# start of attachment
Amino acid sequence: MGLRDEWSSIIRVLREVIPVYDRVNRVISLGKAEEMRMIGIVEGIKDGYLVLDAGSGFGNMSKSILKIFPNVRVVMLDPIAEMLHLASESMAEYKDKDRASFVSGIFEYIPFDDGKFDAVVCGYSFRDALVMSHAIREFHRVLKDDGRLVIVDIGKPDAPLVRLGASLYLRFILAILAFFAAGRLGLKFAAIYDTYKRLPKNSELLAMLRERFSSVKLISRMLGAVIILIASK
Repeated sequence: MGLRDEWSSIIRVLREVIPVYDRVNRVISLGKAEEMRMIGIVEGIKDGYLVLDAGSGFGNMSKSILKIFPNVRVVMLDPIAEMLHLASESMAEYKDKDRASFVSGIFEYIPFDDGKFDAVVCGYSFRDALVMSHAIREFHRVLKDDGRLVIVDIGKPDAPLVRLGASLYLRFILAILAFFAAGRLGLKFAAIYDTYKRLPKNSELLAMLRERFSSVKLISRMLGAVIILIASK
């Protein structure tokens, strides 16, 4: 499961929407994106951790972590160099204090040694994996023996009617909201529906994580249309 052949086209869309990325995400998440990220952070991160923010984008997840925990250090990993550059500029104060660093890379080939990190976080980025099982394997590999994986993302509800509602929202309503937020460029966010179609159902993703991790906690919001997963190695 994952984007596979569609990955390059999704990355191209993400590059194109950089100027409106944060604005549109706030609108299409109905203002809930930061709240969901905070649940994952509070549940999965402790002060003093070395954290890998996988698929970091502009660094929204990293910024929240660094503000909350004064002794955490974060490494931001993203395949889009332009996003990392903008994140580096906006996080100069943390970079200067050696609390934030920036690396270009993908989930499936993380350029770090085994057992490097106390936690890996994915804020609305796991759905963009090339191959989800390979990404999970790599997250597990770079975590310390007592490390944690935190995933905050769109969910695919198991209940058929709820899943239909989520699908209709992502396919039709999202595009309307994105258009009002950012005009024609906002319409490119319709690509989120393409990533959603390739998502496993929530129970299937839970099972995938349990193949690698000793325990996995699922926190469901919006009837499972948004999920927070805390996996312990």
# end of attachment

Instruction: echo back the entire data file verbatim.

Amino acid sequence: MGLRDEWSSIIRVLREVIPVYDRVNRVISLGKAEEMRMIGIVEGIKDGYLVLDAGSGFGNMSKSILKIFPNVRVVMLDPIAEMLHLASESMAEYKDKDRASFVSGIFEYIPFDDGKFDAVVCGYSFRDALVMSHAIREFHRVLKDDGRLVIVDIGKPDAPLVRLGASLYLRFILAILAFFAAGRLGLKFAAIYDTYKRLPKNSELLAMLRERFSSVKLISRMLGAVIILIASK
Repeated sequence: MGLRDEWSSIIRVLREVIPVYDRVNRVISLGKAEEMRMIGIVEGIKDGYLVLDAGSGFGNMSKSILKIFPNVRVVMLDPIAEMLHLASESMAEYKDKDRASFVSGIFEYIPFDDGKFDAVVCGYSFRDALVMSHAIREFHRVLKDDGRLVIVDIGKPDAPLVRLGASLYLRFILAILAFFAAGRLGLKFAAIYDTYKRLPKNSELLAMLRERFSSVKLISRMLGAVIILIASK
């Protein structure tokens, strides 16, 4: 499961929407994106951790972590160099204090040694994996023996009617909201529906994580249309 052949086209869309990325995400998440990220952070991160923010984008997840925990250090990993550059500029104060660093890379080939990190976080980025099982394997590999994986993302509800509602929202309503937020460029966010179609159902993703991790906690919001997963190695 994952984007596979569609990955390059999704990355191209993400590059194109950089100027409106944060604005549109706030609108299409109905203002809930930061709240969901905070649940994952509070549940999965402790002060003093070395954290890998996988698929970091502009660094929204990293910024929240660094503000909350004064002794955490974060490494931001993203395949889009332009996003990392903008994140580096906006996080100069943390970079200067050696609390934030920036690396270009993908989930499936993380350029770090085994057992490097106390936690890996994915804020609305796991759905963009090339191959989800390979990404999970790599997250597990770079975590310390007592490390944690935190995933905050769109969910695919198991209940058929709820899943239909989520699908209709992502396919039709999202595009309307994105258009009002950012005009024609906002319409490119319709690509989120393409990533959603390739998502496993929530129970299937839970099972995938349990193949690698000793325990996995699922926190469901919006009837499972948004999920927070805390996996312990």